Statistical analyses

We employed two-tailed Student's t-test for unpaired samples for all statistical analyses. A Bonferroni correction was employed for multiple comparisons. A p value of <0.05 was considered significant.

Results

Sunitinib induces myocyte injury in vivo

We (D. K.) obtained an endomyocardial biopsy in a patient with renal cell carcinoma, who developed acute decompensated systolic heart failure after 11 months of sunitinib treatment (37.5 mg daily on the FDA approved schedule of 4 weeks on treatment/2 weeks off treatment). Prior to starting sunitinib, the patient had a B-type natriuretic peptide (BNP) of 79 pg/mL (normal < 80 pg/mL) and an LVEF of 65%. When the patient presented with heart failure, BNP was 2,300 pg/mL and LVEF had decreased to 20–25%. The patient had no history of coronary artery disease, and subsequent coronary angiography showed no flow-limiting disease. Endomyocardial biopsy showed no evidence of myocarditis. However, widespread and severe structural alterations in mitochondria on TEM were found, which included markedly swollen mitochondria with disrupted or absent cristae (Figure 1).

Figure 1.

Transmission electron micrographs of endomyocardial biopsies from a patient presenting with sunitinib-associated congestive heart failure. Throughout the sections there is a range of injury from swollen mitochondria with markedly effaced cristae and disruption of normal mitochondrial architecture to large mitochondrial “ghosts,” lacking any remnants of cristae (top panel, arrows). Bottom panel shows many swollen mitochondria with a markedly swollen one (left arrow) and a moderately swollen one (right arrow) adjacent to several mitochondria that appear normal.

Sunitinib induces apparent myocyte loss in the mouse

We had seen similar mitochondrial abnormalities in mice treated with sunitinib4 and asked if this impacted LV function or remodeling in the mouse. We saw no adverse effects of sunitinib on any of several echocardiographic parameters in mice treated with 25 mg/kg/day for 5 weeks (Table 1). However, although LV mass was similar in sunitinib- and vehicle-treated mice, direct measurement of cardiomyocyte size on H & E-stained heart sections showed cardiomyocyte hypertrophy in the sunitinib-treated hearts (Figure 2A). Although we did not see a statistically significant increase in rates of apoptosis in these mice in the absence of additional hemodynamic stress induced by phenylephrine infusion,4 cardiomyocyte hypertrophy without an accompanying increase in cardiac mass in the sunitinib-treated mice is consistent with myocyte loss. Thus, either myocytes were dying by nonapoptotic processes, key windows of increased apoptosis were missed, or the small increase in apoptosis we had previously seen in the mouse4 over time was sufficient to reduce cardiomyocyte number.

Table 1.  Echocardiographic indices of sunitinib-treated mice.
 VehicleSunitinib (5 weeks)
  1. EF = ejection fraction; FS = fractional shortening; LVEDD and LVESD = left ventricular end-diastolic and end-systolic dimensions, respectively; LVPW = left ventricular posterior wall thickness; LVW/BW = left ventricular mass normalized to body weight.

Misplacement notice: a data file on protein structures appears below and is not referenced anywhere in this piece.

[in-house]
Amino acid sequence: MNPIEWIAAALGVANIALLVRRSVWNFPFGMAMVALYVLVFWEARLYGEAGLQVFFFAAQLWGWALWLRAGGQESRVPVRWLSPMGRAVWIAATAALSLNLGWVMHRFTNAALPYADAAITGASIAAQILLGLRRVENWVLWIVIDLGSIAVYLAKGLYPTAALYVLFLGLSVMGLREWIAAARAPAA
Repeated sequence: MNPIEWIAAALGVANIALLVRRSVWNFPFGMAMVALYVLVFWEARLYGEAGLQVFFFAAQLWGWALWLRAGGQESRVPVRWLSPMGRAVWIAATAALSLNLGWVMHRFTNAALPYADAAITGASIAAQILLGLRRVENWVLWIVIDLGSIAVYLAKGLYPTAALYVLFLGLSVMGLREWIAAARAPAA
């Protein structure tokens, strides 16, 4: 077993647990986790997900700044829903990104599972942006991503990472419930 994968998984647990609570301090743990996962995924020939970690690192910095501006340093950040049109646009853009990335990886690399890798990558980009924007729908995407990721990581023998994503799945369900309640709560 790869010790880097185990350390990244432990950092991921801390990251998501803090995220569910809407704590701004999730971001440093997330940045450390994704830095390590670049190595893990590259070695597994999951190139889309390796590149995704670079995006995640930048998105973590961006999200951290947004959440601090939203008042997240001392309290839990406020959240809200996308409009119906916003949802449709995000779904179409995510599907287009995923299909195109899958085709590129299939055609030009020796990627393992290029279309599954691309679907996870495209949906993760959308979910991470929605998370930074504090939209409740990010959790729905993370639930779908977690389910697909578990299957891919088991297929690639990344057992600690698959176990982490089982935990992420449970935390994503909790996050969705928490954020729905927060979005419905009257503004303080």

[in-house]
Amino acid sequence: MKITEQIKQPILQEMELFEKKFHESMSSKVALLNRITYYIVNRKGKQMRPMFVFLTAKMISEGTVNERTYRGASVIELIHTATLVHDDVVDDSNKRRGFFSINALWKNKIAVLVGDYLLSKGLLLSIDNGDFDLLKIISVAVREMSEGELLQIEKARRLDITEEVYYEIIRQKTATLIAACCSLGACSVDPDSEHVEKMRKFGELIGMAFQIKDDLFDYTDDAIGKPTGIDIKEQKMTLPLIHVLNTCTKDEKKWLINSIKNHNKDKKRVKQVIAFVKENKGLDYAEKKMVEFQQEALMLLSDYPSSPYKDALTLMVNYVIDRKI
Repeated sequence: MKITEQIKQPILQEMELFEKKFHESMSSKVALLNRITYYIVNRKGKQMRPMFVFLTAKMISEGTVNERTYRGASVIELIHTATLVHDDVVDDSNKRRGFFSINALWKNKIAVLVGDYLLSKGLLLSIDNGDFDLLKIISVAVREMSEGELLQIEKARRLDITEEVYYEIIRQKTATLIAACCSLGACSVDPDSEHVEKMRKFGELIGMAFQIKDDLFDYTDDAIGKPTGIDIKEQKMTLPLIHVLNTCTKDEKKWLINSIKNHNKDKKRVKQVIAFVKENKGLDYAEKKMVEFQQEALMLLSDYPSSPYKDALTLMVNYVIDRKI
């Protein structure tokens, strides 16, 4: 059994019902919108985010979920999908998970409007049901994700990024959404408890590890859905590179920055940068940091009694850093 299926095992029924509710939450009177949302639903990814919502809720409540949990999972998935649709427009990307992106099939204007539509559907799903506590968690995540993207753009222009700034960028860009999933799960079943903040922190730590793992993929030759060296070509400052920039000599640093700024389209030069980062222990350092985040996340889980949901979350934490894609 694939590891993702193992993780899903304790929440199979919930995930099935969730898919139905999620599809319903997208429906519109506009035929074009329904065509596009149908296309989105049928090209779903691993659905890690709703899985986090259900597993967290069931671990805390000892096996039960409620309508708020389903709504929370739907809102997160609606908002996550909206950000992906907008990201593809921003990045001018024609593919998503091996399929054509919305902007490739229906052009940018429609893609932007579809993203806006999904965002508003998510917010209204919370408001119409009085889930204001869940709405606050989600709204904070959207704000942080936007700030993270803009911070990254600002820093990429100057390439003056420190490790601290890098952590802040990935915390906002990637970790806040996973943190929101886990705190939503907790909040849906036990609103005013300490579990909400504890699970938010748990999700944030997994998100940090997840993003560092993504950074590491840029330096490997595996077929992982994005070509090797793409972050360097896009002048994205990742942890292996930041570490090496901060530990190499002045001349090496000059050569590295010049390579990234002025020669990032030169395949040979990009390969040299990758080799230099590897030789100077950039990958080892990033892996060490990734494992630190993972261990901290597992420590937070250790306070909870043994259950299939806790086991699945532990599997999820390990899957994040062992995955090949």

2. Data are mean ± SD.

  3. *p < 0.05 versus vehicle-treated.

FS (%)26.4 ± 1.5631.3 ± 5.07
EF (%)44.8 ± 2.3452.5 ± 6.85
LVEDD (mm)3.76 ± 0.223.51 ± 0.18
LVESD (mm)2.82 ± 0.222.41 ± 0.27 *
lVPW (mm)0.75 ± 0.110.86 ± 0.06
LVW/BW (mg/g)4.58 ± 0.324.49 ± 0.28
Figure 2.

Effect of sunitinib on myocardial remodeling and capillary density. Mice were fed sunitinib (25 mg/kg/day) or vehicle (H2O) mixed with chow for 5 weeks.15,21 Heart sections were then stained with hematoxylin and eosin (A) or isolectin B4 to identify endothelial cells (B). (A) Cardiomyocyte hypertrophy in sunitinib-treated mice. Cardiomyocyte cross-sectional area (CSA) was determined by an observer blinded to the treatment conditions. Graph shows quantitation for n= 4 vehicle-treated and 4 sunitinib-treated mice. *p < 0.01 versus vehicle-treated. (B) Sunitinib does not alter myocardial capillary density. Capillary density was determined in n= 3 vehicle-treated and 3 sunitinib-treated hearts by an observer blinded to the treatment conditions. Capillary number is expressed relative to the number of nuclei in the fields. A similar analysis that quantified capillary number per unit area yielded similar results (data not shown).

Sunitinib does not alter capillary density

We then asked whether inhibition of VEGFRs by sunitinib had any adverse consequences on the vasculature of the heart, which might contribute to the cardiotoxicity. We found no differences in capillary density in mice treated with sunitinb for 5 weeks compared with controls, as assessed by staining for either von Willebrandt Factor (not shown) or with an antibody to isolectin B4 (Figure 2B). These findings are consistent with VEGF/VEGFRs being more important in the creation of new vessels than in the maintenance of existing vessels.15 Although an effect of VEGFR inhibition on vascular function (as opposed to vessel number) cannot be excluded, the mice were not hypertensive,4 suggesting eNOS function was not markedly impaired. This, together with the lack of expression of VEGFRs in cardiomyocytes, suggests inhibition of VEGFRs is not a major mechanism underlying the cardiotoxicity of sunitinib in our model.

Molecular mechanisms of sunitinib cardiotoxicity-dysregulation of AMPK signaling